Apple will start selling Mophie multi-device wireless charging mats. Mophie is a well-known manufacturer of smartphone accessories, especially for his battery cases. The brand has also been offering wireless charging products for some time, but the charging mat in question seems to have been designed specifically for Apple since it looks a lot like an AirPower clone. It would, however, be offered in black and be slightly thicker than what the Cupertino company had developed.
Comparisons with the AirPower
The Mophie version will not be as powerful as the original AirPower since it will only be able to charge two devices simultaneously at 7.5 W. But it will also offer a USB-A port. For now, there is no information about the price of this accessory, but if the information is proven, it should be on sale next week. We would then have all the technical details. Mophie is not the only manufacturer to offer such multi-device wireless chargers, but being sold directly from Apple is likely to help drive sales.
iTunes is a must-have software for any owner of an Apple device. Today, after many years of good and loyal service, Apple is preparing to make it disappear.
iTunes was launched in January 2001 by Steve Jobs. The versions have multiplied with the years, gaining more and more features. Today, the software allows you to listen to music, podcasts, audiobooks, watch movies and buy content. It also allows you to manage your iPhone and its various devices.
The end of iTunes recorded this year?
18 years later, iTunes is about to disappear. Or at least, iTunes as we know it should disappear. According to a report by Bloomberg, the end of iTunes is expected to take place this year, after the release of MacOS 10.15 which will be unveiled by Apple on Monday during the WWDC.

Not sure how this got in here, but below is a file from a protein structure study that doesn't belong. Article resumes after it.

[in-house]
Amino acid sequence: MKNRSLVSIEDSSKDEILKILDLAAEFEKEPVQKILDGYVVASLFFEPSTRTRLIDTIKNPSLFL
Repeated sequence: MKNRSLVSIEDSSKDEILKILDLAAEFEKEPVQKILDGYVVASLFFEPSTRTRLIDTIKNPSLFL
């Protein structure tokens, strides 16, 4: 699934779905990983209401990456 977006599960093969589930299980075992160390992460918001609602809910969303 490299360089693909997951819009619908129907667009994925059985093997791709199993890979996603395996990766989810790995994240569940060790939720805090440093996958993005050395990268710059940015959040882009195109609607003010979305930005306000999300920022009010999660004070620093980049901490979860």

iTunes will then be broken up into three separate applications: Music, TV and Podcasts. The management of the iPhone and devices, meanwhile, will be done in the Music application.
We will know everything from Monday 3rd June, the opening of WWDC 2019
It had been mentioned several times that iTunes would still live at least until the time of a major update. This will most likely not be the case. We will see you from June 3 for the opening keynote of WWDC 2019 Apple. iTunes was one of the pillars of the Cupertino ecosystem. Let’s hope that the transition takes place very quietly.
The very problematic Papillon keyboards have apparently been a bad enough experience for Apple to decide to switch to a new mechanism.
For several years now, Apple has had problems with its keyboards called “butterfly” which have a proprietary mechanism. The Cupertino company, however, seems ready to move on.
Finally a panacea?
Inaugurated during the marketing of the 12-inch MacBook in 2015, the keyboard “butterfly” is causing malfunctions. These include a character appearing twice on the screen after a single press and a phenomenon blocking the key in the aluminum body of the computer. The second version of the keyboard appeared in 2016 on the MacBook Pro, but did not correct its mechanical errors. Apple has tried again, in 2018, to review the keyboard, without more success.
Analyst Ming-Chi Kuo believes that these problematic keyboards will disappear this year in favor of new ones. Apple would retain the backlight enjoyed by users, but is working on a longer activation point – the keyboards “butterfly” being too short and often not appreciated by users. The analyst believes that Apple may have resorted to a fiberglass structure to bring more strength.
According to Kuo, the MacBooks would be the first to enjoy it, and the MacBook Pro would benefit from them from 2020. Still, according to the analyst, Apple could change manufacturers and opt for Sunrex rather than Wistron, which currently produces the Papillon keyboards for the firm.